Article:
Business Week has a special report (Asian edition cover story) on the shift to wireless, and the impact on fixed-line carriers:
There’s no doubt the old order is crumbling. Although the total number of fixed phone lines in the world is still creeping up, wireless is growing six times as fast. This year, figures London telecom researcher Ovum Ltd., the number of mobile subscribers will exceed fixed lines for the first time. Wireless carriers now take home nearly half of global voice revenues, up from 9% a decade ago. In Finland, an estimated 25% of households are now mobile-only. Even worse for fixed-line operators, the amount of money they take in from each line has fallen by one-third since 1997. As a result, global revenues for fixed-line voice services are expected to fall by 2.2% this year, according to the Geneva-based International Telecommunications Union.
Turmoil, however, doesn’t mean termination. Fixed-line phone companies will still pull in $455 billion in revenues this year from voice services. And the telcos remain veritable cash factories: The world’s leading carriers will spin out $131 billion in free cash flow this year, estimates brokerage Merrill Lynch & Co., up 10% from 2002, thanks to aggressive cost-cutting. Next year, Merrill says, cash flow will edge up a hair, to $132 billion. Growth may no longer be what it was in the 1990s, but the 45 stocks in the Standard & Poor’s Global Telecommunications Services index are up 9% for the year.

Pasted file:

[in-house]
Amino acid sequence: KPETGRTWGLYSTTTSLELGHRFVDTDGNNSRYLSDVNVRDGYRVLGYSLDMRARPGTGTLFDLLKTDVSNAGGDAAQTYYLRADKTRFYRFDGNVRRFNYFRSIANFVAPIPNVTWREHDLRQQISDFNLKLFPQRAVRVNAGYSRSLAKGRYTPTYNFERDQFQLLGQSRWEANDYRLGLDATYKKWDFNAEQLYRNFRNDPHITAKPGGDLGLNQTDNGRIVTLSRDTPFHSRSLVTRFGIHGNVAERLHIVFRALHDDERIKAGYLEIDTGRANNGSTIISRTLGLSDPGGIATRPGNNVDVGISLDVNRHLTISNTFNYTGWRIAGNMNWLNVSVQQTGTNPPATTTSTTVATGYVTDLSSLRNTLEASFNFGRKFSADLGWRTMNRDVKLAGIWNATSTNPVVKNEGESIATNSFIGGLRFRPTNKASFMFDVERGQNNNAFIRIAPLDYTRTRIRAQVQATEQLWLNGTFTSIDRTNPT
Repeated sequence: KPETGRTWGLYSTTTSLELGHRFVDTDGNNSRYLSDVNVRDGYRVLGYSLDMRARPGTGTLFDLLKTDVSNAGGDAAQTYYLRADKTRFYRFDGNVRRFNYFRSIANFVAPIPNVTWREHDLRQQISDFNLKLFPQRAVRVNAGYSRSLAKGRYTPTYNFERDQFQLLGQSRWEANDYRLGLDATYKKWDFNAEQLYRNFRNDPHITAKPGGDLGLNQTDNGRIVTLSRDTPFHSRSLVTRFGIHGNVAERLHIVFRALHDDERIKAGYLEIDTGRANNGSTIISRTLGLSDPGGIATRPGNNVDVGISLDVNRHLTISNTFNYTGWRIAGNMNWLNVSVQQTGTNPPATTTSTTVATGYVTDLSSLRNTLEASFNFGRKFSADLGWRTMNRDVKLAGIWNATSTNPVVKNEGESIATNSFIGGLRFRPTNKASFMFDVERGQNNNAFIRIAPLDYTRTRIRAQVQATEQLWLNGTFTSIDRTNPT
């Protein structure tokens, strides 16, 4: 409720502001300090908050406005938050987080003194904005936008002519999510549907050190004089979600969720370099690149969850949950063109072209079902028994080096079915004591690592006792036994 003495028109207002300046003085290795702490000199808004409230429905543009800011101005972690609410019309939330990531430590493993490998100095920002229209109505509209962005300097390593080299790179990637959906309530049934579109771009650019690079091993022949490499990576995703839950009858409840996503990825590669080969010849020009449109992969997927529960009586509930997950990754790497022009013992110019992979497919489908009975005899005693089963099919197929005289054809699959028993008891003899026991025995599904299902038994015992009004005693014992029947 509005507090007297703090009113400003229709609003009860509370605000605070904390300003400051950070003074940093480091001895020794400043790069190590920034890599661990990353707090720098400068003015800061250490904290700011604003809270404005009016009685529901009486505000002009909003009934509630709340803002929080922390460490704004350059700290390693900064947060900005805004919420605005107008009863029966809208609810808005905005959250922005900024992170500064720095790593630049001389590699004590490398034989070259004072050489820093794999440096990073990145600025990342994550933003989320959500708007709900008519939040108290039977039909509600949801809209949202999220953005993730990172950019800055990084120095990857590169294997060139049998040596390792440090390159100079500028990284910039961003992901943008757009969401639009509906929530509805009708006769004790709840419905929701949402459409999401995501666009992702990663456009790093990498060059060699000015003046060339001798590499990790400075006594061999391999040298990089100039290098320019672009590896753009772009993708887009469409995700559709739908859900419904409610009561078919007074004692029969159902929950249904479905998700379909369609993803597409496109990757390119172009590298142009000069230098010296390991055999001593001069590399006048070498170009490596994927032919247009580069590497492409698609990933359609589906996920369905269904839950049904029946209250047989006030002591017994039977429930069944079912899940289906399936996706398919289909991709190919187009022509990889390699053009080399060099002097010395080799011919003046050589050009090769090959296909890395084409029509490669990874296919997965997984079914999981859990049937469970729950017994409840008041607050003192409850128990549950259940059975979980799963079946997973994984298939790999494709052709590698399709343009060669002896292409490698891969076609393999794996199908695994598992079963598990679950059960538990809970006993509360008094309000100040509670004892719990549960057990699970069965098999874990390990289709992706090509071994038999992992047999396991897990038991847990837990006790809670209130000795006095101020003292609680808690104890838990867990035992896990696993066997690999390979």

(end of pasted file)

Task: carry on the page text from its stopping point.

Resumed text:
The fixed-line carriers have an ace in the hole: their wires. “The biggest factor in their favor, bar none, is that they still own the local network,” says analyst James Eibisch of market researcher IDC. How is that an asset if the world is going wireless? Because the wired network will always have the advantage of higher bandwidth, or communication speed, and in the emerging world of digital media, faster is always better. That’s why outfits like Sonera are betting on DSL. “Broadband has become the driver for fixed operators,” says Bruno Duarte, a partner at consultant Arthur D. Little’s telecom practice in Paris.